on overcoming shame

I’m sure most everyone knows about what happened Sunday night during the SuperBowl half-time show: a shameless media prank has upstaged most other news in the past three days. One of the more intelligent responses I have seen appeared in the Washington Post today.

There is an element within popular culture that seeks to “liberate” humanity from the experience of shame, an experience which has been with us since the days of our first parents: ‘I was afraid because I was naked, so I hid.’ (Genesis 3:10). It seems to me that, in its own perverse way, the people of our time are subconsciously seeking a return to the original state of the Garden of Eden, in which both of them were naked, the man and his wife, but they felt no shame before each other (Genesis 2:25). Of course, there is no attention to the context in Genesis: a man and his wife alone, before the Fall, etc. As a result, we are witnessing shamelessness, not freedom from shame.

There is the desire today to grasp the fruits of the Garden for ourselves, by ourselves, and to claim our autonomy. Of course this is impossible: one does not reverse the original sin by repeating it. Freedom from shame is not possible without freedom from sin… and this is a gift from God, not something we can grasp for ourselves.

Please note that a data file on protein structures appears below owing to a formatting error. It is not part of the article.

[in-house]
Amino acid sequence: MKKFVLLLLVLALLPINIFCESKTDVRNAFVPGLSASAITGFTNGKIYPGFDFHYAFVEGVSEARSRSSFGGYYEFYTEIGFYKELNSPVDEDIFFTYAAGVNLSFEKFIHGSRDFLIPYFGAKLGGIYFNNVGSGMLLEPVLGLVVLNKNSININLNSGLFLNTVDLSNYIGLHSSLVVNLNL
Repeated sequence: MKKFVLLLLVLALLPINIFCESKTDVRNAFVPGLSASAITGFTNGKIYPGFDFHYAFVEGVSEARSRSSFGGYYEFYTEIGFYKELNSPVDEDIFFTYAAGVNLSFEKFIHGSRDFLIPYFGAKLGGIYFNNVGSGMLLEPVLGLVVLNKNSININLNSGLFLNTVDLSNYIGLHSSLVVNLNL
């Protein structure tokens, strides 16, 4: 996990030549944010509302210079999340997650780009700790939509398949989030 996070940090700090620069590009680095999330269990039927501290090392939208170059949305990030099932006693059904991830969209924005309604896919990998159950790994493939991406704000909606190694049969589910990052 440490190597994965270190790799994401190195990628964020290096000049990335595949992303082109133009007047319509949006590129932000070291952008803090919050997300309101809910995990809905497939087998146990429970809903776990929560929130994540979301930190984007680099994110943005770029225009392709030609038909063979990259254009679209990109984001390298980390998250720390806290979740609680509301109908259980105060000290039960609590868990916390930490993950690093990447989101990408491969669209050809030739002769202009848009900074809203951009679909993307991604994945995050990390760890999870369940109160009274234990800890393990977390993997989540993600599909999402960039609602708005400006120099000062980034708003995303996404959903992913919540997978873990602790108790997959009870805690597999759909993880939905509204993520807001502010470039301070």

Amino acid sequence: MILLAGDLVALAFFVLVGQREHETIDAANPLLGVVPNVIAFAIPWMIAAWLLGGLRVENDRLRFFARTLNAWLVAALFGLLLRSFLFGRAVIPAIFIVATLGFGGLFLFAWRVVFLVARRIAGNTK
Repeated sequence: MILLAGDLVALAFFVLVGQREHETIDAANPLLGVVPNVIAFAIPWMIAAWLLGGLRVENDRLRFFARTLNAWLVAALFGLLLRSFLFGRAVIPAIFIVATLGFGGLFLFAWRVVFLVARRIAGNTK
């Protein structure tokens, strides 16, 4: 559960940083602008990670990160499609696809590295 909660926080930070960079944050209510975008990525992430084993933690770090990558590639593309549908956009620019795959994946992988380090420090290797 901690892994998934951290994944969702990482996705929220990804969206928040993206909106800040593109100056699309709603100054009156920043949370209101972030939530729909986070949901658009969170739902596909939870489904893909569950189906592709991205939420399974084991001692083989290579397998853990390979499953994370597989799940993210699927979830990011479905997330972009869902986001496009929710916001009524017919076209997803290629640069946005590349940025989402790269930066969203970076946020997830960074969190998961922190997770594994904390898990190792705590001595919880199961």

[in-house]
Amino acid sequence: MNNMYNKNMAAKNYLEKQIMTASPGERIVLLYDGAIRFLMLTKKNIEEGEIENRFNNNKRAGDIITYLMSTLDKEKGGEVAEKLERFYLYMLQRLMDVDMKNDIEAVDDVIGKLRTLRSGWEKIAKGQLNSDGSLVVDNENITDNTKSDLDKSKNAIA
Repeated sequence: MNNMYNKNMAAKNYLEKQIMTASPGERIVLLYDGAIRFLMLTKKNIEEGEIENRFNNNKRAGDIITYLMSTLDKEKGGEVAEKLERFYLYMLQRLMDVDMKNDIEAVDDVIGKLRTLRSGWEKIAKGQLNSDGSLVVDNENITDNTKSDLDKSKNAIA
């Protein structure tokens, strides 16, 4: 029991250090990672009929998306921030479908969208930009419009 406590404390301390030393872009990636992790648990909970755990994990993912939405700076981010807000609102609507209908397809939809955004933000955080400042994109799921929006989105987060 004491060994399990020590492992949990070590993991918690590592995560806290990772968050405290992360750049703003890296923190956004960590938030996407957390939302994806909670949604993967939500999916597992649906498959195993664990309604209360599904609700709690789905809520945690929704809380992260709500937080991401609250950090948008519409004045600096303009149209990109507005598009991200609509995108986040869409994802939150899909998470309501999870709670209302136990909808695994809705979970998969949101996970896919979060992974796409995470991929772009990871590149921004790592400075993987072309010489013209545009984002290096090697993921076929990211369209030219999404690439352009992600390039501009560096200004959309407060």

It seems to me that one of the primary tasks of those who understand the Pope’s vision of the Theology of the Body is to help people see that the way to freedom and a full human life is through surrender, not grasping. This is what Jesus Christ taught us through his life, and most especially by his behavior in another Garden. As we approach Lent, and the release of Mel Gibson’s The Passion of the Christ, I hope this will be a point of reflection for us: the way of the Cross is the path to freedom. The good news of Christ is that, through the gift of himself, he has made it possible – even in this life – for us to respect the gift of the human body. It is a slow, arduous process, an education in love through self-control and self-denial, but isn’t the gift of a redeemed sexuality worth it? What could be more glorious than imaging God’s love through our own?

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